By Dr Rajagopal Soondron
Coming from a joint family, well surrounded by mother, two aunties, five sisters and three cousin sisters, it was never expected of the boy to go and help in the kitchen. That would have been a blatant attempt to introduce a spy in the female’s realm. In those days boys were meant to help the uncle at the shop or the grandmother at the market place.
University life did me no good either: with a student mess to cater for food, I was shut off forever from any good culinary philosophy society might have had in store for me.
After marriage my wife monopolized the kitchen – to my great relief, while after tying the knot my cousin D discovered the obsessive pleasure of doing the dishes… to the utter joy of his better half. My indifference was palpable, not ready to sanction that fellow’s attitude. But what to say of his nephew K, my son-in-law? He takes after his uncle; I just closed my eyes, looked away for my daughter’s sake. Being of the modern generation maybe they belonged to another permissive hippy, freedom-loving feminism era.
Fancy my astonishment and utter embarrassment years later during my overseas visit to my friend G‘s place; having been my faithful doppelganger since our bachelor days when the kitchen was persona non grata to us, he had somehow negotiated a 180 degree turn, becoming a wonderful cook; and who says cook also means an addiction to kitchen and house cleaning. All this was to my great apprehension – for my wife might raise her eyebrows, airing what this good-for-nothing hubby of hers was waiting for to imitate his pal. She would never appreciate the excuse that my professional commitment always pushed me towards economizing my energy when at home!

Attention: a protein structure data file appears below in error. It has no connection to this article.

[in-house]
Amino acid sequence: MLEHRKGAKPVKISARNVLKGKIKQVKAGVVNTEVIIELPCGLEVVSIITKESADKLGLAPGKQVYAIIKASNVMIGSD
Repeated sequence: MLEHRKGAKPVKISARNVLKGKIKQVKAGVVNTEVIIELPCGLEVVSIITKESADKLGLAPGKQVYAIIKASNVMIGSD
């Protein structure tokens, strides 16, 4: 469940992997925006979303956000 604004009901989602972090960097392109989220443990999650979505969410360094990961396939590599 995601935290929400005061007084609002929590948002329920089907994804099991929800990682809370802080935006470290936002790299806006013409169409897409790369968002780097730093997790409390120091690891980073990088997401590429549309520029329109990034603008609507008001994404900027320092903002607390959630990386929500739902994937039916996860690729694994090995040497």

The straw that broke…
…the camel’s back: For New Year’s Eve, the other good friend N invited us for an end of year party. And about one hour before 2020 peeped in, my faculty of surprise was put severely to test when the groggy N announced he would go to the sink for a much awaited session! Sure enough he soon headed to the kitchen enthusiastically, challenging my speculative theory that men who love outdoor gardening, like N, would stay far away from indoor activities — just to keep God’s good world in perfect equilibrium. Like his brother G, he was out to prove me wrong. Feeling my basic convictions going down the drain, I finally made my way to the kitchen to make a last attempt to save the day — but lo! There was my smiling chump happily soaping, rubbing, twisting, plunging vessels and dishes under the opened tap – as a duck would take to water.
I experienced a sinking feeling in the pit of my stomach – lest my wife should walk in and fall into a plaintive, comparative study of husbands; I guiltily had to reckon that I might after all be out of phase with my generation. But my stubborn bias drove me to a final attempt to restore my failing equanimity, so without hesitation I told N jokingly: “To pe gate travaille – mon cher”! But that would be as good as throwing water on a duck’s feathers. N was happily enjoying the last minutes of 2019.